Issue Date: January 27, 2006
Franciscan liturgist remembered as gentle, 'Peanuts' fan
By RICHARD P. McBRIEN
Franciscan Fr. Regis Duffy, a distinguished theologian who specialized in sacramental and liturgical theology, died Jan. 4 at the Franciscan friary on the campus of St. Bonaventure University in upstate New York. He was 71.
Duffy had suffered for years from acute migraine headaches and subsequently pulmonary fibrosis, a progressive and incurable disease that eventually caused his death.
He was well known in Catholic theological circles, especially among liturgical scholars, and taught for more than 15 years at the Washington Theological Union prior to joining the faculty at the University of Notre Dame. He developed a devoted following among students in both institutions, before spending his final years as a professor at St. Bonaventure. He gave up teaching when his pulmonary problems became increasingly severe.
Regis was more than a theological colleague. He was my friend. We spoke on the phone almost every week following his departure from Notre Dame in 1994. Our last conversation was on Monday evening, Jan. 2. He told me that he had been rushed to the hospital on Christmas Day unable to breathe, and that his local superiors and doctors had recommended a hospice program.
When I heard the word hospice, I knew that I would have to visit him as soon as possible. When I received word on Wednesday afternoon that he had died that morning, it came as a shock. The sense of personal loss was immediate and profound.
When a friend who never knew Regis asked if I could describe him in one word, gentle came immediately to my lips. He was the gentlest person I have known -- always charitable in speaking of others, always generous with words of encouragement, always humble and self-effacing.
Although he bore the burden of his illnesses with uncommon grace and saintly patience, never once complaining about his plight, in his healthier days he enjoyed elegant meals and fine wines, and he was himself a superb cook and a gracious host.
I believe that my most effective method of attracting him to Notre Dame in the 1980s (I was chair of the Department of Theology at the time) was arranging a meal or two at the Carriage House, the best of the area restaurants, owned and operated by a dear friend, Evelyn George.
Regis and she became good friends, and the last time I was together with him was on a trip the three of us made to New York City not long before Evelyn herself died of cancer. Regis was by then already at St. Bonaventure. We enjoyed wonderful meals in splendid restaurants that Evelyn had personally selected.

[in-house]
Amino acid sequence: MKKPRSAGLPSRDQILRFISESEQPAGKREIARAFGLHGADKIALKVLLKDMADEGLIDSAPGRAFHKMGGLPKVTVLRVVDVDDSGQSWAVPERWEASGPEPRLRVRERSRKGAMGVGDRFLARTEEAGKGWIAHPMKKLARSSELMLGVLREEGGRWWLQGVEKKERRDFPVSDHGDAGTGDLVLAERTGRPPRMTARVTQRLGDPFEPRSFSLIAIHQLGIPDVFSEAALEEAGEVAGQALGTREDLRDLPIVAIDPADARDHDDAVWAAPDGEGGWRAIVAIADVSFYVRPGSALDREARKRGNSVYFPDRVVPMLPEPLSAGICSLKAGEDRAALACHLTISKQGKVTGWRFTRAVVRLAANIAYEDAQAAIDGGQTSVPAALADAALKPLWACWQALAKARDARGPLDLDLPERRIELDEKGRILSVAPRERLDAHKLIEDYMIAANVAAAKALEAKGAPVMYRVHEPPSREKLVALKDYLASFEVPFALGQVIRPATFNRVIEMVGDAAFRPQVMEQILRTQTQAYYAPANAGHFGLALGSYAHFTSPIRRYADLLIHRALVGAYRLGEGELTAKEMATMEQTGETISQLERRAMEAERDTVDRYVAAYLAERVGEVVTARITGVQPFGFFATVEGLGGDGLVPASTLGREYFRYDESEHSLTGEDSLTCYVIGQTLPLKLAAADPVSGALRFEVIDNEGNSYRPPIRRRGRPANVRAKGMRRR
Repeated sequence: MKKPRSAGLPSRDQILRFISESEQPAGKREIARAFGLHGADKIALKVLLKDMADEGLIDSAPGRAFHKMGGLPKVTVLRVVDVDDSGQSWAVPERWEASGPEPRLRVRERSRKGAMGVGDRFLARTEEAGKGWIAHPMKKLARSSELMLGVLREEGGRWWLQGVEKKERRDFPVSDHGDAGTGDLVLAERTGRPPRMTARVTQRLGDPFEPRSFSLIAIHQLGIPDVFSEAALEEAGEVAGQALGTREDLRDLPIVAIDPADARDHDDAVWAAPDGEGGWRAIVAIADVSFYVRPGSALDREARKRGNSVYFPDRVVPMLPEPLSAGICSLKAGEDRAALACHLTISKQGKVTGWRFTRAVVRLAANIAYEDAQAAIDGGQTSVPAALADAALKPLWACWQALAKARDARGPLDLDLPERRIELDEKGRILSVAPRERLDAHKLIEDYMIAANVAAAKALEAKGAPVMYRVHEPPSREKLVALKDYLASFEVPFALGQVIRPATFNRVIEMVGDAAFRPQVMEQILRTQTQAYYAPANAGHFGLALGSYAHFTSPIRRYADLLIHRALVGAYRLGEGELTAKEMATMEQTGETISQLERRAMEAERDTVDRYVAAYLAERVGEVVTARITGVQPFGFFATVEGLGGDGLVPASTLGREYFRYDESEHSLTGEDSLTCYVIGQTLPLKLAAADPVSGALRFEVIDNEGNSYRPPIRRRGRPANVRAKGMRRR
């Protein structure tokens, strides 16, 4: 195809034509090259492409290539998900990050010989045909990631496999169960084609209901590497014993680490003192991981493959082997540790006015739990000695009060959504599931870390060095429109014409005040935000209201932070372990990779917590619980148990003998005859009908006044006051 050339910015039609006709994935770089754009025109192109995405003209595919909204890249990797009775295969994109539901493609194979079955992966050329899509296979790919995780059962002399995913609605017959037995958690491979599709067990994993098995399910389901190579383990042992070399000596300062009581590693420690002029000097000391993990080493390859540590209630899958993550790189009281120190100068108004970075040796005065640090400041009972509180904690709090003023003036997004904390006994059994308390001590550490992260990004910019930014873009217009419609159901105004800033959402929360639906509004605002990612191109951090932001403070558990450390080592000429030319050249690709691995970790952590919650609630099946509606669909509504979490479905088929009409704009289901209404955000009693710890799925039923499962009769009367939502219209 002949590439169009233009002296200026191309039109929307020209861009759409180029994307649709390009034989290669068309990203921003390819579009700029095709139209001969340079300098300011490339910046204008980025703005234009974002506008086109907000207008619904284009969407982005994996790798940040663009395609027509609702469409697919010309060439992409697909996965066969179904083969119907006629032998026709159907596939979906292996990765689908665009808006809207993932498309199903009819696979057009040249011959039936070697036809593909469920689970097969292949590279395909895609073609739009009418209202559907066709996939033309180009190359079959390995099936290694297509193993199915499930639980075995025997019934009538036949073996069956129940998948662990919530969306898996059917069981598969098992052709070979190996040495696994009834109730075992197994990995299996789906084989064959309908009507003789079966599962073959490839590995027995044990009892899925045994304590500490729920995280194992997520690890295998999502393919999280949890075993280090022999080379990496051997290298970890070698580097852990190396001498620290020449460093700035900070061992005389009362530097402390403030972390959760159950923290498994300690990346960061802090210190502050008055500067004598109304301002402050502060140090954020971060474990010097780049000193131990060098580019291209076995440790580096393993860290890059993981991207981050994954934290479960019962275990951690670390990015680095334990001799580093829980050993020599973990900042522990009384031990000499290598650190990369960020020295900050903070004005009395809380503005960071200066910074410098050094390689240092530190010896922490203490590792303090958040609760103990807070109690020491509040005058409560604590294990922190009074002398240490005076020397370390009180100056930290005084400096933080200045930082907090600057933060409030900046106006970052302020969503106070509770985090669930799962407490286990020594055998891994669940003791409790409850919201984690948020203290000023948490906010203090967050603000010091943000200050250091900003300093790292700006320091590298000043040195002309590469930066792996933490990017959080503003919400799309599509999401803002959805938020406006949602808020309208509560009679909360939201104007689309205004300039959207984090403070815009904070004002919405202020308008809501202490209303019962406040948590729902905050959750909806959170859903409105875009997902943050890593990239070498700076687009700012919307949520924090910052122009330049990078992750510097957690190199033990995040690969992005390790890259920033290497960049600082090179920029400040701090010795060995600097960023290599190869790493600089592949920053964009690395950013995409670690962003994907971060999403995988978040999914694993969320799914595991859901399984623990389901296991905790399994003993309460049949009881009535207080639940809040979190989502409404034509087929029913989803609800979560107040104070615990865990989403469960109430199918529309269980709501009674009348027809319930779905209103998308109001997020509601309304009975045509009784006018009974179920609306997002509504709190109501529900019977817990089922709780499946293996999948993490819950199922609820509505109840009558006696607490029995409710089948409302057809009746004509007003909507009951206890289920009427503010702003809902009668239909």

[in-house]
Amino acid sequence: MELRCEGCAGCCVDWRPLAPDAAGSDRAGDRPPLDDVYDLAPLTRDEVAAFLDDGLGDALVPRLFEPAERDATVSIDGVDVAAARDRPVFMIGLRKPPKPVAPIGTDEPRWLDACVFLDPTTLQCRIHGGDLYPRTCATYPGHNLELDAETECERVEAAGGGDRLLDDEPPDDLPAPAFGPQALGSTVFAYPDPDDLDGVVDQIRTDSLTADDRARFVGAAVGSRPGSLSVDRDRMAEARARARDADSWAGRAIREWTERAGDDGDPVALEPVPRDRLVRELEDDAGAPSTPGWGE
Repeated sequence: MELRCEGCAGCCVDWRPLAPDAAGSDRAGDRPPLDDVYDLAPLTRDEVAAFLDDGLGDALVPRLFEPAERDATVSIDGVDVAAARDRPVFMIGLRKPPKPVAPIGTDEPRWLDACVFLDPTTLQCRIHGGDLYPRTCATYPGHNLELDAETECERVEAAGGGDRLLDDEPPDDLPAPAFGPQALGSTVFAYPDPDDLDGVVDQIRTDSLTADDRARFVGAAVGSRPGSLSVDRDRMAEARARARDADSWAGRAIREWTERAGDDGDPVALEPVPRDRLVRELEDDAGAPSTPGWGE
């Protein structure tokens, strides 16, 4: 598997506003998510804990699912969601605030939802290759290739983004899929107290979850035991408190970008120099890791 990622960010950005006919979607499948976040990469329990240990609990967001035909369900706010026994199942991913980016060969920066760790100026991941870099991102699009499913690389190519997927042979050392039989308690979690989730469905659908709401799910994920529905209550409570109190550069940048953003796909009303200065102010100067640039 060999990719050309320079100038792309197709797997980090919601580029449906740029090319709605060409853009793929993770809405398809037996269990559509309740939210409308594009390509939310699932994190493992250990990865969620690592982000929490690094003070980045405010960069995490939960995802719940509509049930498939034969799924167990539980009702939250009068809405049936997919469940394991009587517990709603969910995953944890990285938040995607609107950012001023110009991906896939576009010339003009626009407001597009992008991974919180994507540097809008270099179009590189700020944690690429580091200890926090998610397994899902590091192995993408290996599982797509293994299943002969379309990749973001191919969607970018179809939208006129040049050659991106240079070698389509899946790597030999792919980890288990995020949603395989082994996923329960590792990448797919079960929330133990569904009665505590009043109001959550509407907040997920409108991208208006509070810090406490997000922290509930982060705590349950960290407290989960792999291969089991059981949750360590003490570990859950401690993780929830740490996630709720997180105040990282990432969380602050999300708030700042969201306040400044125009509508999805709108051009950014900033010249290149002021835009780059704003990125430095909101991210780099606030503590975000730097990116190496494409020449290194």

Although Regis was a well-published author, he wore his scholarly achievements lightly. Notre Dames library has at least six of his books: Real Presence (1982), A Roman Catholic Theology of Pastoral Care (1983), On Becoming a Catholic: The Challenge of Christian Initiation (1984), The Liturgy in the Catechism (1995), An American Emmaus: Faith and Sacrament in the American Culture (1995) and Made in Gods Image: The Catholic Vision of Human Dignity (1999).
These half-dozen monographs, however, do not begin to represent the complete output of his many scholarly articles and his contributions to various collections of sacramental and liturgical theology, nor do they include his elegant homilies, public lectures and editorial work.
He was, for example, an associate editor for the one-volume HarperCollins Encyclopedia of Catholicism (1995) and the author of its major article on the Eucharist. It is an excellent piece: clear, substantive, balanced, and pastoral in the best sense of the word.
Regis was a devotee of the Peanuts comic strip. He laced many of his homilies and lectures with references to its leading characters: Charlie Brown, Lucy, Pig-Pen, Linus, Schroeder and especially Snoopy.
When I informed the senior Carriage House waitress of Regis death, she said how much she loved and admired him, recalling him as a sweet person who was always a delight to serve. She sought him out whenever he presided and preached at campus Masses. In her mind, she said, he will always be Father Snoopy.
Another of Regis South Bend friends and I sent him a collection of Peanuts cartoons as a Christmas gift last month. He responded, typically, as if we had given him a million dollars.
Good grief! was one of Charlie Browns oft-repeated exclamations. Those who knew and loved Regis grieve for him now, but it is a good grief, for an extraordinarily good person.
Fr. Richard McBrien is the Crowley-OBrien Professor of Theology at the University of Notre Dame.
National Catholic Reporter, January 27, 2006
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